* Real strengthens over 2 pct after cenbank comments
* Dollars not flowing out of the country, finmin says
* Cenbank monitoring FX impact on inflation (Adds quotes, background, byline)
WASHINGTON, Sept 23 (Reuters) - Brazil's central bank said on Friday it is ready to intervene in foreign exchange markets to curb volatility in its currency, one day after surprising markets with a move to stop the real from weakening.
Speaking to investors in Washington, the central bank president, Alexandre Tombini, said Brazilian policy makers want to see where the currency will stabilize "in the next days or weeks" to assess its impact on inflation, which he sees as declining overtime.
Meanwhile, the bank will work to avoid excessive volatility in the currency, providing liquidity to the market whenever necessary, Tombini said, helping the real strengthen more than 2 percent.
"We stand ready to intervene to make sure foreign exchange markets work properly," he said in an event organized by the Brazilian American Chamber of Commerce.
The real BRBY strengthened to 1.85 per dollar following his comments, after closing near 1.9 per greenback on the previous day.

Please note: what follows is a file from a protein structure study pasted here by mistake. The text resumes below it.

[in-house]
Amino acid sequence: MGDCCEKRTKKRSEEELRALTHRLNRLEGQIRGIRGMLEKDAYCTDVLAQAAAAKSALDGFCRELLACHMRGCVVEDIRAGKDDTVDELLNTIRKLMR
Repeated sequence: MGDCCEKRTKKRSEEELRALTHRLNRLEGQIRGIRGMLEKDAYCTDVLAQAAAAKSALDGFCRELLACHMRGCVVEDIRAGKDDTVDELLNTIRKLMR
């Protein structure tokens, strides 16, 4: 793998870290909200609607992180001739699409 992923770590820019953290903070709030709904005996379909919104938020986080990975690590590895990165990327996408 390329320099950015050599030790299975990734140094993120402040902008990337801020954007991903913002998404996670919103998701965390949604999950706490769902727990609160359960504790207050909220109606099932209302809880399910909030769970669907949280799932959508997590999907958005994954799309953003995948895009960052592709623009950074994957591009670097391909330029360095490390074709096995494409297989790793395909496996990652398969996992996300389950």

The real had weakened to 1.95 during Thursday trading as investors became more averse to the risk of another global financial crisis, prompting Brazil's central bank to sell $2.75 billion in currency swaps to cushion its fall.
That move was designed to provide liquidity in the derivatives market, where investors were quickly turning more bearish on the real, Brazilian Finance Minister Guido Mantega told investors in the same event.
"The reason behind the weakening of the real is a sharp adjustment in the derivatives market, not dollar outflows," Mantega said.
He also promised the government will maintain its fiscal consolidation plans by cutting operating expenditures in order to make room for infrastructure investment and for further monetary policy easing, especially if the global financial crisis worsens.
The Brazilian economy had been resisting the global crisis so far, but the effects have started to become visible. Given global constraints, the central bank will likely revise down, by the end of the month, its 4 percent economic growth forecast for this year, Tombini said. (Additional reporting by Pedro da Costa; Editing by Leslie Adler)